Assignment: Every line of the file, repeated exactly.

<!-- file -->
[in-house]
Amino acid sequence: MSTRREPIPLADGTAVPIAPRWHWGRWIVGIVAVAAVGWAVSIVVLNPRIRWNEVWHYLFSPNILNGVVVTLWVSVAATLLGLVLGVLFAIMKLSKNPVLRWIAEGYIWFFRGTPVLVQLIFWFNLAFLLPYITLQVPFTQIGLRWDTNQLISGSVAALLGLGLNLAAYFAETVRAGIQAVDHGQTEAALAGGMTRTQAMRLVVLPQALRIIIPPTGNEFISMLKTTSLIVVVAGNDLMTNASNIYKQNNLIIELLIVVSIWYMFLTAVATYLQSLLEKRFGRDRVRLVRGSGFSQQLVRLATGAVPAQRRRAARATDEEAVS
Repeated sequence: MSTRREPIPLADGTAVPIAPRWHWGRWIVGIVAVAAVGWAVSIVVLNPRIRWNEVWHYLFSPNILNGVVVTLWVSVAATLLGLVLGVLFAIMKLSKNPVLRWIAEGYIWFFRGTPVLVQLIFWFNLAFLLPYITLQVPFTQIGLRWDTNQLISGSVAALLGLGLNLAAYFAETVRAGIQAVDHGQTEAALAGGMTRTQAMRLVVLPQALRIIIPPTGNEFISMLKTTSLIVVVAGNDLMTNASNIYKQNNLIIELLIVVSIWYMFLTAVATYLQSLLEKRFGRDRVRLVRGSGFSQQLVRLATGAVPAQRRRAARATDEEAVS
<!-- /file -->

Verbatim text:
[in-house]
Amino acid sequence: MSTRREPIPLADGTAVPIAPRWHWGRWIVGIVAVAAVGWAVSIVVLNPRIRWNEVWHYLFSPNILNGVVVTLWVSVAATLLGLVLGVLFAIMKLSKNPVLRWIAEGYIWFFRGTPVLVQLIFWFNLAFLLPYITLQVPFTQIGLRWDTNQLISGSVAALLGLGLNLAAYFAETVRAGIQAVDHGQTEAALAGGMTRTQAMRLVVLPQALRIIIPPTGNEFISMLKTTSLIVVVAGNDLMTNASNIYKQNNLIIELLIVVSIWYMFLTAVATYLQSLLEKRFGRDRVRLVRGSGFSQQLVRLATGAVPAQRRRAARATDEEAVS
Repeated sequence: MSTRREPIPLADGTAVPIAPRWHWGRWIVGIVAVAAVGWAVSIVVLNPRIRWNEVWHYLFSPNILNGVVVTLWVSVAATLLGLVLGVLFAIMKLSKNPVLRWIAEGYIWFFRGTPVLVQLIFWFNLAFLLPYITLQVPFTQIGLRWDTNQLISGSVAALLGLGLNLAAYFAETVRAGIQAVDHGQTEAALAGGMTRTQAMRLVVLPQALRIIIPPTGNEFISMLKTTSLIVVVAGNDLMTNASNIYKQNNLIIELLIVVSIWYMFLTAVATYLQSLLEKRFGRDRVRLVRGSGFSQQLVRLATGAVPAQRRRAARATDEEAVS